Reactions to news that a 0.8 magnitude tremor occurred near Lancashire fracking site on the 26 October.
Dr Brian Baptie, Head of Seismology at the British Geological Survey, said:
“Today’s magnitude 0.8 ML event was detected on the network of sensors deployed by the British Geological Survey (BGS) around Preston New Road to provide an independent assessment of any induced seismicity. It was around 200 times smaller than the magnitude 2.3 ML event that stopped operations at Preese Hall in 2011. The maximum recorded ground motion was around 0.1 mm/s. This is well below the limits set for blasts from quarry operations (6 mm/s). On average there are around 20-30 earthquakes with a magnitude of 2 ML or greater every year somewhere in the UK. Because the number of earthquakes increases as magnitude decreases, we might expect around one thousand earthquakes with a magnitude of 0.8ML or above every year across the UK.”
Prof Ernest Rutter, University of Manchester, said:
“After the Preese Hall earthquakes in 2011 the monitoring arrangements at Preston New road are probably the most comprehensive anywhere, therefore very small events like these (at less than ML 1.0) are being detected. Elsewhere they would likely not be picked up. The traffic light system employed is set at very cautious levels, and Cuadrilla do seem to be playing strictly by the book.
“Note it is not fracking per se that causes tremors, but the unwanted escape of injected fluid into nearby cracks and faults that may be accessible and suitably oriented to be able to slip by a few millimetres, that is why they can potentially be controlled by adjusting the fluid injection rate and maximum pressure.”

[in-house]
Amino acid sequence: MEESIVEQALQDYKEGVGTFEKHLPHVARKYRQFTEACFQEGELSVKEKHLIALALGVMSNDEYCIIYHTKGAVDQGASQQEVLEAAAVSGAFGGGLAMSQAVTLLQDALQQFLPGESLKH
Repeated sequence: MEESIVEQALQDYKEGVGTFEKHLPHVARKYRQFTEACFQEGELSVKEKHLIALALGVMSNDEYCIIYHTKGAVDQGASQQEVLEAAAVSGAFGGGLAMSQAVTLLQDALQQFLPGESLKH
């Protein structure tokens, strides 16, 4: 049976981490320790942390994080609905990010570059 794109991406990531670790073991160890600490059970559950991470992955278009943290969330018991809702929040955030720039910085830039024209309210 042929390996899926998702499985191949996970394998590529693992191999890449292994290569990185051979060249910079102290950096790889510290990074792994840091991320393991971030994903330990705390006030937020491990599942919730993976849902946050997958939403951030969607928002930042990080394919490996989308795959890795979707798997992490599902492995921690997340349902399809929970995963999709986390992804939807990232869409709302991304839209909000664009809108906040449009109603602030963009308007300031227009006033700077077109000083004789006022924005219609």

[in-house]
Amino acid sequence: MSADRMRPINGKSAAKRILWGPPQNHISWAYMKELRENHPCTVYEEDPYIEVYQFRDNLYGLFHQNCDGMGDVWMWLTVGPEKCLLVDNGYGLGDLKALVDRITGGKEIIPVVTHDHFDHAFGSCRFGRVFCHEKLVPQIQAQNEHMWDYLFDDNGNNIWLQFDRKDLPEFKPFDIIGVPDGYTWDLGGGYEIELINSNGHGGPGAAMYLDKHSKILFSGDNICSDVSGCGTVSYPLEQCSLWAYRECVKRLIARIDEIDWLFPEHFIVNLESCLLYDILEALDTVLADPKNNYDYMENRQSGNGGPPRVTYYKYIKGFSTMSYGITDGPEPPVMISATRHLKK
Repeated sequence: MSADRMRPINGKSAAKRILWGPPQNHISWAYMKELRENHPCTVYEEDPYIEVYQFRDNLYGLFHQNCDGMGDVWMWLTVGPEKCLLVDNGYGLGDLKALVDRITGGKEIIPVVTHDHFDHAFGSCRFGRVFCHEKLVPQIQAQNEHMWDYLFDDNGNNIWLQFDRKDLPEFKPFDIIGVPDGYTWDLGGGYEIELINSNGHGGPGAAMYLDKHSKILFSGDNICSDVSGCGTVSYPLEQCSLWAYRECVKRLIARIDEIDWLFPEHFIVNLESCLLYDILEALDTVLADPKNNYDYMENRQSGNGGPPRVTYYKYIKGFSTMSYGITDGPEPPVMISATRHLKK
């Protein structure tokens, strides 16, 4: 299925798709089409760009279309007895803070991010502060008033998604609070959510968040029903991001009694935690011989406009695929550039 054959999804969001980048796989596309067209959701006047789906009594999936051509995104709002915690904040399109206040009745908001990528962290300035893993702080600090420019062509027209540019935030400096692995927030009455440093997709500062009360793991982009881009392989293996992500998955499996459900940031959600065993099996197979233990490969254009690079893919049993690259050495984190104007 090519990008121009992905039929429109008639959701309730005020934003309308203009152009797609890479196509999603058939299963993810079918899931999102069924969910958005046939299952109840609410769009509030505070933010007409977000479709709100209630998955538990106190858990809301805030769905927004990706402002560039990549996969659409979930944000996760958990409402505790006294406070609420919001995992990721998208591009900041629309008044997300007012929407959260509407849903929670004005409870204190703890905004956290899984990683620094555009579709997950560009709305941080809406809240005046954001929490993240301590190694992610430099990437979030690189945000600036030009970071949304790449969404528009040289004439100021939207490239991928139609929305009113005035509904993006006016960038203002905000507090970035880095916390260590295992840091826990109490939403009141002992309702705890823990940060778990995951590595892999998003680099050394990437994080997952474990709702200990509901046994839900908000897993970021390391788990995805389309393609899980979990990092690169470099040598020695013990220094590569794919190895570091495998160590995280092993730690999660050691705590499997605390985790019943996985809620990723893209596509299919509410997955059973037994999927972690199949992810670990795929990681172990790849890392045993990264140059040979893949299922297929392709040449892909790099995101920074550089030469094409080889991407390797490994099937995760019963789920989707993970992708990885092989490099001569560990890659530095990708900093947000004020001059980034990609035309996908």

Prof Stuart Haszeldine, Professor of Geology at the University of Edinburgh, said:
“This larger tremor means that operations will be suspended for at least 18 hours. UK fracking traffic lights are on red for the first time!
“There is a clear trend, that the energy released by each of these tremors is increasing through the week. Although all of these are still very small events and can only be detected with instruments.
“But there will be two Big Questions over the next few days. Is enough energy left in this piece of ground that Magnitude 2 and 3 events will occur? And have the underground displacements damaged the borehole, so that gas can leak to the big fault penetrated by this borehole, and up towards aquifers?”
Dr Stephen Hicks, Postdoctoral Research Fellow in Passive Source Seismology at the University of Southampton, said:
“The magnitude 0.8 earthquake triggered on 26th October now means that fracking operations will be suspended for at least 18 hours following the event. This microseismic quake won’t have been felt at the surface, but the pause for 18 hours allows for the chance of any “trailing” i.e. delayed (+ possibly larger) events, and for the operator to possibly re-adjust their fluid injection parameters ready for resuming operations later. A new M 0.5+ “trailing” event over the next 18 hours would generate a new “red” (as if it had happened during injection), and a further 18 hour period would need to elapse before operations can resume.”
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None to declare.